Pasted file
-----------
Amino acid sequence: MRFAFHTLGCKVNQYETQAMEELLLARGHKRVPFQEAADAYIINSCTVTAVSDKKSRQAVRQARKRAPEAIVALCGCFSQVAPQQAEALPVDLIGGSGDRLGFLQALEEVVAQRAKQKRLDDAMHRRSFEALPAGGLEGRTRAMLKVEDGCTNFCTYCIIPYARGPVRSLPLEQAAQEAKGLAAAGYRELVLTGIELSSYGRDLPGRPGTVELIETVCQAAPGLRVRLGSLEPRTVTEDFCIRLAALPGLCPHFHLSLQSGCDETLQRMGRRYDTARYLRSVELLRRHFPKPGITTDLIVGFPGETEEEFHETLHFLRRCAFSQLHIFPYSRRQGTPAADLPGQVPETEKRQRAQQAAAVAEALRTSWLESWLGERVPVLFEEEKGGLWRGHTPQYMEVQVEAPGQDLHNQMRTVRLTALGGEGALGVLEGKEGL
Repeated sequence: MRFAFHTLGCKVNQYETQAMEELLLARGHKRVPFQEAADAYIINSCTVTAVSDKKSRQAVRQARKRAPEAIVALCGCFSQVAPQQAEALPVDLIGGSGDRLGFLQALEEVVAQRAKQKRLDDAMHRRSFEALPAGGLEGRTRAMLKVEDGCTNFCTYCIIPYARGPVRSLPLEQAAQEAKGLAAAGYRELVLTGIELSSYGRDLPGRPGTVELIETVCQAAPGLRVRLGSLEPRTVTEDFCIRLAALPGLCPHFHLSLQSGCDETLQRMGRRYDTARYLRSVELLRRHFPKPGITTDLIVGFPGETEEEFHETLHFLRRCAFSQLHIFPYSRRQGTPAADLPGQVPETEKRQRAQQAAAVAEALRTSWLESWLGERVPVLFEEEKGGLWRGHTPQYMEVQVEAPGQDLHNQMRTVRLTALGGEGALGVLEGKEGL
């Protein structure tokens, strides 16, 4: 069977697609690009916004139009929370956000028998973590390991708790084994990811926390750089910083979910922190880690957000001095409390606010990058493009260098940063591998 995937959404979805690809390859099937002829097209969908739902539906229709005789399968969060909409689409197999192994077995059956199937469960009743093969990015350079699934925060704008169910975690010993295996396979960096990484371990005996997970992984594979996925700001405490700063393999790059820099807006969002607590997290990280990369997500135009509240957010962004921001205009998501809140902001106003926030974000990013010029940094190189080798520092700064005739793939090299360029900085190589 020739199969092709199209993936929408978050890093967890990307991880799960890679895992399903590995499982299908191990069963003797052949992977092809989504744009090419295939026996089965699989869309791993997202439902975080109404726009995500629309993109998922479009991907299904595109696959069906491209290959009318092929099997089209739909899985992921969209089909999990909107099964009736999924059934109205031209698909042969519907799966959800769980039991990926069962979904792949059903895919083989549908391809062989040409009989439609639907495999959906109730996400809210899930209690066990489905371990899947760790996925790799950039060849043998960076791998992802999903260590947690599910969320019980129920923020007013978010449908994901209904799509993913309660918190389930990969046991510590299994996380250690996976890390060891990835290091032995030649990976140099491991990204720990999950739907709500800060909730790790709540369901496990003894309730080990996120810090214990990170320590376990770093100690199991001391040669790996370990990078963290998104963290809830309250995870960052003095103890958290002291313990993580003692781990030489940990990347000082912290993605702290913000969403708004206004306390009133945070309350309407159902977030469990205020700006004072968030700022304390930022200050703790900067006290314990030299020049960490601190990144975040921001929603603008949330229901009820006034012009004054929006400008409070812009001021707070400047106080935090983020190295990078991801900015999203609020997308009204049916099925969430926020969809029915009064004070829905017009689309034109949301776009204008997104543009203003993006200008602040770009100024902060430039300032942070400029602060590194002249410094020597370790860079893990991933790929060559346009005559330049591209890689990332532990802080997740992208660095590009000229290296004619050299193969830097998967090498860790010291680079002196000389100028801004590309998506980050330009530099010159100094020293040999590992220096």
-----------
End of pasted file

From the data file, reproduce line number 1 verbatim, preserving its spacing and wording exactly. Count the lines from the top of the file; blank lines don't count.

Amino acid sequence: MRFAFHTLGCKVNQYETQAMEELLLARGHKRVPFQEAADAYIINSCTVTAVSDKKSRQAVRQARKRAPEAIVALCGCFSQVAPQQAEALPVDLIGGSGDRLGFLQALEEVVAQRAKQKRLDDAMHRRSFEALPAGGLEGRTRAMLKVEDGCTNFCTYCIIPYARGPVRSLPLEQAAQEAKGLAAAGYRELVLTGIELSSYGRDLPGRPGTVELIETVCQAAPGLRVRLGSLEPRTVTEDFCIRLAALPGLCPHFHLSLQSGCDETLQRMGRRYDTARYLRSVELLRRHFPKPGITTDLIVGFPGETEEEFHETLHFLRRCAFSQLHIFPYSRRQGTPAADLPGQVPETEKRQRAQQAAAVAEALRTSWLESWLGERVPVLFEEEKGGLWRGHTPQYMEVQVEAPGQDLHNQMRTVRLTALGGEGALGVLEGKEGL